It will be appreciated that, at any one time, only one of the path generators is operating, providing program pulses to the output mixer OM via line 10 and tangent pulses to the offset angle comparator OAC via line 6.
The offset angle comparator OAC thus receives, via line 6, the tangent axes-pulses (ΔT) of the tangent to the programmed motion. It further receives, via line 22, the offset axes-pulses (ΔR) generated by the offset generator OG. Comparator OAC continuously compares the offset vector angle (αR) as defined by the offset pulses with the tangent vector angle (αT) as defined by the tangent pulses, and controls the offset generator OG via line 24 to cause the offset vector angle to follow the tangent angle (FIGS. 3a-3d described above).
The logic of the offset angle comparator OAC is shown in FIG. 2. One set of inputs to this logic is the ΔXT and ΔYT pulses that represent the change of the normal to the current point of the programmed path and thus indicate angle ΔT. The other set of inputs is ΔXR, ΔYR and YR which indicate angle αR. When angle comparator OAC recognizes that αR ≠ αT, it outputs either a "CW" or a "CCW" signal. which controls the offset generator OG to cause the tool offset vector to rotate either clockwise or counterclockwise so that angle αR will match angle αT.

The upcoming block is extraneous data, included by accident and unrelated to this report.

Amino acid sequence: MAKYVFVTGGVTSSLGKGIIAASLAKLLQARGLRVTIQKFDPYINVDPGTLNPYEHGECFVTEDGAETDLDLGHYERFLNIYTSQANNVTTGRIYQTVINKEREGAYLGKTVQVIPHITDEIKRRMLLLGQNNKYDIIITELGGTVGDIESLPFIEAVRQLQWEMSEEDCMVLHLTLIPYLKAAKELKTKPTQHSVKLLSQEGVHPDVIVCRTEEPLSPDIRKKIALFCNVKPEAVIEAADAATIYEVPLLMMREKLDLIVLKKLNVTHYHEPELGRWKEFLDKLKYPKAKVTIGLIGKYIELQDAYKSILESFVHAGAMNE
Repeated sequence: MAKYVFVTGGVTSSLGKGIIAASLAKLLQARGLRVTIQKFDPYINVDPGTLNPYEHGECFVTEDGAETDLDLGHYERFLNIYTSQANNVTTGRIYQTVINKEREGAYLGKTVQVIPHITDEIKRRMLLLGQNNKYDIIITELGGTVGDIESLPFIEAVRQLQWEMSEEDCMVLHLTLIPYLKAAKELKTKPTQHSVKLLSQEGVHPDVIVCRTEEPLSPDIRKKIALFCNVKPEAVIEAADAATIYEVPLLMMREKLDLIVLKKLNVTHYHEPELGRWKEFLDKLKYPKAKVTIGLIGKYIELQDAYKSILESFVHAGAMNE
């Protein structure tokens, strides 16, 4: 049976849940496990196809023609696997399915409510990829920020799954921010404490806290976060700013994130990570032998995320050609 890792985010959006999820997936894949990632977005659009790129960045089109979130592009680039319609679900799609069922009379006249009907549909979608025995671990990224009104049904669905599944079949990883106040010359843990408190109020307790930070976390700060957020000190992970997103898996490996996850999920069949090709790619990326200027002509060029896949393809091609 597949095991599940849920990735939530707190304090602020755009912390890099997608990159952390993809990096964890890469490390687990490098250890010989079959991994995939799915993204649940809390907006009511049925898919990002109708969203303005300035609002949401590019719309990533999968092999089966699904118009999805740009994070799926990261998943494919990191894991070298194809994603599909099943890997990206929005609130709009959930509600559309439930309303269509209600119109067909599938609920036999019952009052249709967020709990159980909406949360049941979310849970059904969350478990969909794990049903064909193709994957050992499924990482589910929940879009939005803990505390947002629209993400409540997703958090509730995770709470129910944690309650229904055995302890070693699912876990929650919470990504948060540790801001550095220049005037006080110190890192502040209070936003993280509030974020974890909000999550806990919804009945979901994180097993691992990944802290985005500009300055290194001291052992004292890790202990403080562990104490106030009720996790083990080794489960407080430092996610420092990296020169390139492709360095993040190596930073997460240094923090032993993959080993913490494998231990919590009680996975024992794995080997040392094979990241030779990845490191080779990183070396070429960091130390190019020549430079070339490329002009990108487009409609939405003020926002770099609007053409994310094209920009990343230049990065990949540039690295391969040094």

FIG. 2 also illustrated in block form more particulars of the path and tangent generator system PTGS. Thus, this system includes a programmed path generator PPG (e.g., the previously mentioned circular path generator CPG or trochoid path generator TPC, FIG. 1), which supplies the program axes-pulses (ΔXG, ΔYG) to the output mixer OM, and also to the tangent vector generator TVG, the latter producing the tangent-axes pulses (ΔXT, ΔYT) to the offset angle comparator OAC. The system also includes an initial value generator IVG which generates values (XTO, YTO) representing the axial components of the normal to the initial point of the programmed motion. For each particular path (linear, circular etc.,) there is an associated dedicated generator for those initial values activated by the program identification of the type of curve, and utilizing the data programmed for that curve. This generator outputs the values XTO and YTO to the offset angle comparator OAC.